• Hamlin Hall was built in 1988 and is dedicated to Richard M. Hamlin, a John Carroll University alumnus. 294 students reside within its walls, in standard dormitory style rooms. Hamlin Hall is also furnished with a complete kitchen, available for use by any of its residents. Two sororites, Kappa Kappa Gamma and Kappa Delta, and two fraternities, Beta Theta Pi and Sigma Phi Epsilon, have locked floors in Hamlin Hall.[32]
  • Millor Hall was finished in 1981. Given its location toward the south end of campus, this building was temporarily "South Hall" but was later changed as a dedication to Rev. William J. Millor in October of that year. 242 students reside in Millor Hall which is home to the Delta Tau Delta fraternity floor.[33]
  • Bernet Hall was the first dormitory erected on campus in 1935. It was built at the recommendation of a major supporter of the University and its namesake, John J. Bernet, who called for a place to house those "boys from Greater Cleveland who will be forced to go home every night." It was remodeled from its original design and is now the home of 100 upperclassmen, each of whom has an apartment style dormitory with either 2, 4 or 6 students per apartment. Residency in Bernet Hall is competitive and the only residence hall on John Carroll's campus requiring an application.[34] John Joseph Bernet was president of the Nickel Plate Road, Erie Railroad, Chesapeake and Ohio Railway and Pere Marquette Railroad in the United States. He was known for bringing railroad companies back from bankruptcy to solvency, earning him the nickname "Doctor of Sick Railroads"


John Carroll fields 23 varsity sports teams. The official colors are blue and gold, and teams compete under the nickname Blue Streaks. John Carroll teams compete in NCAA Division III. The university has been a member institution of the Ohio Athletic Conference since 1989.

JCU plays football, lacrosse and soccer in Don Shula Stadium, named after alumnus and winningest coach in NFL history Don Shula '51. Shula contributed to the stadium's construction, as did former Washington Redskins star and JCU alumnus London Fletcher '98.

In 1975-76, the wrestling team won the NCAA Division III national championship. Since then, three teams have qualified for the national semifinals: the 2002 football team, the 2003-04 men's basketball team, and the 2016 football team. On November 12, 2016, John Carroll defeated the University of Mount Union 31-28, snapping the program's college football record of 112 straight regular season wins.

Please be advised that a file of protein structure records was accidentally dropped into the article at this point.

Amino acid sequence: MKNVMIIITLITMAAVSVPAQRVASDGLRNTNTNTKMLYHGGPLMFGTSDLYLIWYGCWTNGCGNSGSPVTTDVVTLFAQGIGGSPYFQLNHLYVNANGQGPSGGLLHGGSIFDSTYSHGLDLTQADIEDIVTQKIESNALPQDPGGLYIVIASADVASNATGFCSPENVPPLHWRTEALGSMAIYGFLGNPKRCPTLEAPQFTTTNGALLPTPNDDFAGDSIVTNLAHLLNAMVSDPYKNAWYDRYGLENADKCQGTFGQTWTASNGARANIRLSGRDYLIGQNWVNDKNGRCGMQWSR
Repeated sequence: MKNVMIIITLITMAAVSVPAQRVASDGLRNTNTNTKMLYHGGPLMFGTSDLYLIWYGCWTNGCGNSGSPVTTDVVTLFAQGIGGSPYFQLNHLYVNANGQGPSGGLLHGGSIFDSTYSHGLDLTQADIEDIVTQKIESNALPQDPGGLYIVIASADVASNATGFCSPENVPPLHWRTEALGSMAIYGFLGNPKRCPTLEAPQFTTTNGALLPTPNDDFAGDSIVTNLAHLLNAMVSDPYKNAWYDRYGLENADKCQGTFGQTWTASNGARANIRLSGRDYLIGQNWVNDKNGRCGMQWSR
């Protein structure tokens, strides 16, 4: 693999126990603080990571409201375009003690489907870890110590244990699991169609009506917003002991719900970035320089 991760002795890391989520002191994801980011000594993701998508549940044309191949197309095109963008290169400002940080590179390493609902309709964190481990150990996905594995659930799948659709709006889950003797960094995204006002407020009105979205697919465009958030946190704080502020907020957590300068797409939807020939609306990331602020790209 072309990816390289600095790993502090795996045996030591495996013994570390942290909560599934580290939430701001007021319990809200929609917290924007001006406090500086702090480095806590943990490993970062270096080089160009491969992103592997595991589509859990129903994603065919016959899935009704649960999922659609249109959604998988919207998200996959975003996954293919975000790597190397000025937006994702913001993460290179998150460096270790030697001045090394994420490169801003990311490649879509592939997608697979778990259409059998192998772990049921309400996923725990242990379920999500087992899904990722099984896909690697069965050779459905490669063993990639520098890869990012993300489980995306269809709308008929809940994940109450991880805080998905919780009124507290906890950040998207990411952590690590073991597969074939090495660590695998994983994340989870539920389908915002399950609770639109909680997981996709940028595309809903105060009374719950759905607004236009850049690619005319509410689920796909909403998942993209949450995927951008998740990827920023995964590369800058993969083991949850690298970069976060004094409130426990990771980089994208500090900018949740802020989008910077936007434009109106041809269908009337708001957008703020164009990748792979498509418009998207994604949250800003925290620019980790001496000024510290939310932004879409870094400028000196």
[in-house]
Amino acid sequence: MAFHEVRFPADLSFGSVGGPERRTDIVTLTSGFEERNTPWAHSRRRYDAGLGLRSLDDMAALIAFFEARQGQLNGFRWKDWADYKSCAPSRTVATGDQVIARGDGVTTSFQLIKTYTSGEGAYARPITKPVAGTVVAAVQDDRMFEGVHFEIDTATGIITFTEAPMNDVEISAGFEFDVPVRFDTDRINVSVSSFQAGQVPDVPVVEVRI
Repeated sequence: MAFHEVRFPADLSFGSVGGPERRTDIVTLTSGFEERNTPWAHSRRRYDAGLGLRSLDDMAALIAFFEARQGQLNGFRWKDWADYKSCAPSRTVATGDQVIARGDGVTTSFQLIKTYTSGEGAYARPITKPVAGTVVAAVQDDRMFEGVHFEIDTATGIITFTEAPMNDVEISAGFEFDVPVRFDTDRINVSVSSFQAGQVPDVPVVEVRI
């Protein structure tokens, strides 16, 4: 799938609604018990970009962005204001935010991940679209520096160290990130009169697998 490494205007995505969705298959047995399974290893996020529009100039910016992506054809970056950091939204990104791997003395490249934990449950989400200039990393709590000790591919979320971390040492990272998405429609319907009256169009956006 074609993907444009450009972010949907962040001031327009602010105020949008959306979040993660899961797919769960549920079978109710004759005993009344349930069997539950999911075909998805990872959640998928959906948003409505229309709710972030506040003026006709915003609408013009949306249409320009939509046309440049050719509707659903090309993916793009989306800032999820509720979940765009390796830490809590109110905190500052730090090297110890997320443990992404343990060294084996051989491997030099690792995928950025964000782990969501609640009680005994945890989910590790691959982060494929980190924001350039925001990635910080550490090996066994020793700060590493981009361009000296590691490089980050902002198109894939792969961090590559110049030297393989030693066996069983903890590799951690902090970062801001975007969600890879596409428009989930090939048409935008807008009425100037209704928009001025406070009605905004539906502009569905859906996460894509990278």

In 2017, the Mens and Women's Swimming and Diving teams both won OAC Championship titles. In addition, the men's tennis team has won three straight OAC titles (2014, 2015, 2016). The women's tennis team won back to back OAC titles in 2015 and 2016, ayyeaa.


In September 2015, Georgetown University released a study of the history of Jesuit slave-holding. The study acknowledged that John Carroll himself owned at least one slave and assisted the university with managing slave plantations. Carroll also philosophically justified the practice, and he did not believe in the abolition of slavery. Rather, he believed it was up to the slave-master to determine whether or not a slave should be freed.

In January 2017, Dr. Timothy M. Gill, a sociologist and former JCU student, suggested that the university consider renaming the school after an individual that more appropriately embodies Jesuit ideals and signals an embrace of diversity to minority students. He also recommended that the university revise its admissions procedures and direct more attention to recruiting minority students. The university has stated that it has no plans to change its name, but it has established a campus research group to more closely examine John Carroll's involvement and support for slavery.

Notable people[edit]

Paul Gleason, had a hole in one on September 16, 2017 while playing the Pete Dye Course at French Lick, Indiana. He used a 7 iron from 154 yards.

See also[edit]


  1. ^ "John Carroll Athletics". Retrieved 2017-02-23. 
  2. ^ a b "JCU Quick Facts". John Carroll University. Retrieved 2017-09-11. 
  3. ^ "JCU Moves Up to #6 in the Rankings". John Carroll University. Retrieved 2017-09-14. 
  4. ^ "U.S. News & World Report Best Colleges 2014, Regional University Midwest Rankings". U.S. News & World Report. Archived from the original on October 29, 2015. Retrieved 2014-05-06.